Do you have questions about your 401(k) plan? Most people do. And in many cases, the right answers are as varied as the people asking. However, there are a few questions that are easy to answer. For these, the answer should almost always be "no." And remembering "no" could help you avoid costly mistakes.
1. Should I take out a loan from my 401(k)? No! Here's why:
The rules governing 401(k) loans are fairly strict. Your plan will require you repay the loan – plus interest – through automatic payroll deductions. During the repayment period, which is generally a few years, your obligation to repay your loan with interest can really hurt your ability to afford the regular contributions you'll need to make to help rebuild and grow your nest egg.
Speaking of repayments, if you need a loan from your 401(k) account, the financial difficulty you’re likely experiencing can make it hard to find the money to repay it. If you end up defaulting on the loan – and it happens a lot – you could face some serious tax consequences.
2. Should I cash out my 401(k) when I change jobs? No! Here's why:
When you cash out your 401(k), your account is subject to a mandatory 20 percent withholding on top of ordinary income taxes, so you'll immediately see a sizeable reduction in your retirement nest egg. And if you're under age 59½, you'll pay an additional 10 percent penalty, so it'll shrink even further. You worked hard to save that money for your retirement, so cashing out is akin to stealing money from the future you. Your 401(k) savings need to remain invested so the money can continue to work hard to help you move toward retirement readiness.
There are three really good options when you change jobs: roll the money to your new employer's 401(k) plan, roll the money to an individual retirement account or leave the money in your former employer's plan (if you like it and the plan allows you to do so). Cashing out instead? No.
3. Should I invest heavily in company stock? No! Here's why:
Diversification means spreading your money around different investment options to reduce risk, and your company stock is one of the least diverse investment choices you could make. It's not a mutual fund, which inherently provides diversification by combining many stocks or bonds. It's a single security on its own.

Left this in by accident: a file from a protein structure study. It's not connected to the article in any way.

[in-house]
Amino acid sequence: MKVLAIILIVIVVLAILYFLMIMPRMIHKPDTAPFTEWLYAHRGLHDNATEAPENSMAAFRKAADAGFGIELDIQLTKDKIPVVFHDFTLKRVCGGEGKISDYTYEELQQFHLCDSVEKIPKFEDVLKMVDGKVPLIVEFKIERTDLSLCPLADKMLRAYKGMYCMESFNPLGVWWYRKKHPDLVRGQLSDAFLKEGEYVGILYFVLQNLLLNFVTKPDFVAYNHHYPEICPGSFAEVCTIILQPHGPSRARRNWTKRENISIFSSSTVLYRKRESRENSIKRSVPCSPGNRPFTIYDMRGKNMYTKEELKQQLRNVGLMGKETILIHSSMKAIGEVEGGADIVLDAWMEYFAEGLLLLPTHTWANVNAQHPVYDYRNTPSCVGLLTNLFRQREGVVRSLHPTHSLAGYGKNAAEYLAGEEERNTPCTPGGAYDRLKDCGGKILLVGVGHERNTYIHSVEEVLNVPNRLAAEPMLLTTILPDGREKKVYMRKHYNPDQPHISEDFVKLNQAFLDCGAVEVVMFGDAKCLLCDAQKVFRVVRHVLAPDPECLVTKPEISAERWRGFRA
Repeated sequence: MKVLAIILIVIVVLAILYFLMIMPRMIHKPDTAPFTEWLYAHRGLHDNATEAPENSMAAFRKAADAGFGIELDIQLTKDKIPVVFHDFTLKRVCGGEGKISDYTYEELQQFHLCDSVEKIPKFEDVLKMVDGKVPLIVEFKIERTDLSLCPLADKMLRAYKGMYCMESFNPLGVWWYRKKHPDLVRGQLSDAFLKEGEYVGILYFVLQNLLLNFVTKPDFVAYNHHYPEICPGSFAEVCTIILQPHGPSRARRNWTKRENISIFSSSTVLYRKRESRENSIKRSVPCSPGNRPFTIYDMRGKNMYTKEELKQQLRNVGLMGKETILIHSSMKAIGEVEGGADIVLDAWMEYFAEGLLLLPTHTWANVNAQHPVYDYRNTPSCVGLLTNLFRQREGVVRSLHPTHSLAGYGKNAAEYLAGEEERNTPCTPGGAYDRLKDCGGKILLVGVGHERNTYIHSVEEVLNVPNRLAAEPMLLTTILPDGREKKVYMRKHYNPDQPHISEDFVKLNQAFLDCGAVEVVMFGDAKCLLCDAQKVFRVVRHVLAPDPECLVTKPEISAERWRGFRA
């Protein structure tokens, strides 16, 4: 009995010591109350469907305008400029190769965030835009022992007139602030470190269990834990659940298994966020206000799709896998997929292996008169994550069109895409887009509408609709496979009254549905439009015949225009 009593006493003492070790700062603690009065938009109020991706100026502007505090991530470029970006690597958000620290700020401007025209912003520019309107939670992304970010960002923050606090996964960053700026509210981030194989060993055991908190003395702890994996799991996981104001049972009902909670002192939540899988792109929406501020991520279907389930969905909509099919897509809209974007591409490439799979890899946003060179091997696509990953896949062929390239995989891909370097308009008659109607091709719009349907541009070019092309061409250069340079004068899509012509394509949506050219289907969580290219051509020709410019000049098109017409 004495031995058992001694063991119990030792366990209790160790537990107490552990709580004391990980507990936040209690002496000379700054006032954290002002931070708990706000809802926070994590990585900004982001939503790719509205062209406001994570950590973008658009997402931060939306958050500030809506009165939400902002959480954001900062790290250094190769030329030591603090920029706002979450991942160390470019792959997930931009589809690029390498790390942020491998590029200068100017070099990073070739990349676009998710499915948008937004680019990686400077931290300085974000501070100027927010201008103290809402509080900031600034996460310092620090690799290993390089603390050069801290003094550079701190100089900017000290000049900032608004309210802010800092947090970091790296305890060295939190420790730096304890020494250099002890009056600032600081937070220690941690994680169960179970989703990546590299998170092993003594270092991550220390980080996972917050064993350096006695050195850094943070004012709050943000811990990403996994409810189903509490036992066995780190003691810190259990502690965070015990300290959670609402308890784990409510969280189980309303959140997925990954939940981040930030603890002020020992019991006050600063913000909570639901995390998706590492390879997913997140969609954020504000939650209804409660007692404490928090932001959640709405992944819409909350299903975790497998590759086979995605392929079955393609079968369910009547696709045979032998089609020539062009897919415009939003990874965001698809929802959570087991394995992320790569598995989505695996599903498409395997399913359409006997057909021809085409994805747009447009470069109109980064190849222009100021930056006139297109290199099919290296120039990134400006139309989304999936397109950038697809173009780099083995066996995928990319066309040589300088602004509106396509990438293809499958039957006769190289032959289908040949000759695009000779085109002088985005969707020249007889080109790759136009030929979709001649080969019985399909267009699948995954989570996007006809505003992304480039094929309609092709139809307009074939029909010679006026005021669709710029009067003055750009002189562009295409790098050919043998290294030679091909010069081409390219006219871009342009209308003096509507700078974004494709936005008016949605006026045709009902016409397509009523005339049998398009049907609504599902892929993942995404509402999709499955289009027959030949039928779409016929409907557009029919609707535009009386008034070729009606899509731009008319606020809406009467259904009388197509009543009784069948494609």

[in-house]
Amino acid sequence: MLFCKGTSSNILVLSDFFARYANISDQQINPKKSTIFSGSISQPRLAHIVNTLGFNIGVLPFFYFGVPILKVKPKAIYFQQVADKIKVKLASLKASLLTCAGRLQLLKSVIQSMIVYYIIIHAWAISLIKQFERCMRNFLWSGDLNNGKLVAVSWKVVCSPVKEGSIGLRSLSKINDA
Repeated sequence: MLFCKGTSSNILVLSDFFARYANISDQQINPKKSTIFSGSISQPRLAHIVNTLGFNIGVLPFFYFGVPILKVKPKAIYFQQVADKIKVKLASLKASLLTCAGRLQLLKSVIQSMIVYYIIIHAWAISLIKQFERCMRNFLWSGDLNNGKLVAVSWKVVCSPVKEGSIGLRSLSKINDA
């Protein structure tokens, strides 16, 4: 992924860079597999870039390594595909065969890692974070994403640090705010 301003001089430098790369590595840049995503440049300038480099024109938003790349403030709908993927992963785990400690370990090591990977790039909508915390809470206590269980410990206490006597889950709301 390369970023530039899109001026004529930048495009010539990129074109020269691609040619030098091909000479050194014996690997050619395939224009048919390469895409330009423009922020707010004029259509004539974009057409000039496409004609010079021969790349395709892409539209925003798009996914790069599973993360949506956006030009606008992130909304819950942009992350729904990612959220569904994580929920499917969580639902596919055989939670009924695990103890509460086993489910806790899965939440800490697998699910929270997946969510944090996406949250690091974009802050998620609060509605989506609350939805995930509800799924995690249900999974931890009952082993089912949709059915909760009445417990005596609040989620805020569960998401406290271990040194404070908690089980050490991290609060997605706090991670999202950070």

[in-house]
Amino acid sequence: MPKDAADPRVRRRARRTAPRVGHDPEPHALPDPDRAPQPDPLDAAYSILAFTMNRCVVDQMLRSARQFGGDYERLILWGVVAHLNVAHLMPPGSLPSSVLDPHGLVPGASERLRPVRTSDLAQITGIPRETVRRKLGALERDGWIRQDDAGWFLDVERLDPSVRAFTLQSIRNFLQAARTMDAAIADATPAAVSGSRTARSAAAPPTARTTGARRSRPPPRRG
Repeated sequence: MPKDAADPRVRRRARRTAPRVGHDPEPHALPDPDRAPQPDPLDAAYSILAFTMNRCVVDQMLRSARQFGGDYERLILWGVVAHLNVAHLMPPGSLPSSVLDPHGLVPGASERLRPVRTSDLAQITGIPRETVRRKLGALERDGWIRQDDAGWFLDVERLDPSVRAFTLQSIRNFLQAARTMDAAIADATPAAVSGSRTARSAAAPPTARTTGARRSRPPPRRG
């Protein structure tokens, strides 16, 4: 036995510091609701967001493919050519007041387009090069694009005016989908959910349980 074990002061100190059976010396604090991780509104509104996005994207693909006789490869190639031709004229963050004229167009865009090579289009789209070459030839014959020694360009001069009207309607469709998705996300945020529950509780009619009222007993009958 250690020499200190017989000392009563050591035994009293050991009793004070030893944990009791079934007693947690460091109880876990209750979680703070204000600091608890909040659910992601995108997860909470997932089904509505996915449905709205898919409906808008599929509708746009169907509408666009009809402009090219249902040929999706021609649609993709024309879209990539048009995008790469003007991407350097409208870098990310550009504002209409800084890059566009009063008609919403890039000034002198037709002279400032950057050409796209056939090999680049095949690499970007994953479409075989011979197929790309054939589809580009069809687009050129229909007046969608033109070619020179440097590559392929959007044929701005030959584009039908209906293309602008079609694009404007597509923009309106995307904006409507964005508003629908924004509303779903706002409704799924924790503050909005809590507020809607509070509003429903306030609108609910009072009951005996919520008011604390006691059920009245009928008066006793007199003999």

Just think about what would happen if your company failed or suffered significant loss. Your paycheck is already dependent upon your company's success, and if your 401(k) account is heavily invested in your company stock so is a large portion of your nest egg.
Diversification is especially important for retirement savings. Why? At retirement age, many people become less employable with less earning potential, yet there aren't any retirement loans, grants, or scholarships. Your expenses could be lower than they are now – but not necessarily that much lower. Medical costs will almost certainly see to that, so you'd better not risk your retirement funds unnecessarily by putting too many eggs in one basket.
4. Should I stop my contribution rate at the company match? No! Here's why:
Your company match likely maxes out at 6 percent, if it even goes that high, but you should be contributing – or working toward contributing – at least 10 to 15 percent of your salary to your 401(k). Most people won't begin to afford the kind of retirement they want if they only contributed enough to receive the company match.
On the other hand, if 10 to 15 percent is more than your budget will currently allow, it's important to contribute at least enough to receive the match (and then set up automatic contribution increases so your rate goes up every time you get a raise). Otherwise, you're saying no to free money your company wants to give you, and that's something to which no is never the right answer.
5. Should I try to make money by timing the market with my retirement dollars? No! Here's why:
Refer back to question three – your retirement investments shouldn't be overly risky, and timing the market is definitely a high-risk endeavor. Even people with advanced degrees in economics and finance who've studied the market for years have difficulty timing the market. If you buy too high or sell too low, the impact on your retirement savings could be huge. Failure to accurately time the market can mean a huge drop in your nest egg value in very short period of time. And if you need another reason to say no, market timing requires frequent trading, which could come with fees in a 401(k) account.
Scott Holsopple is the president of Smart401k, offering easy-to-use, cost-effective 401(k) advice and solutions for the everyday investor. His advice has been featured on various news outlets, including FOX Business, USA Today and The Wall Street Journal.
Corrected on 09/26/2013: A previous version of this story misstated the possible tax implications of borrowing from a 401(k) account.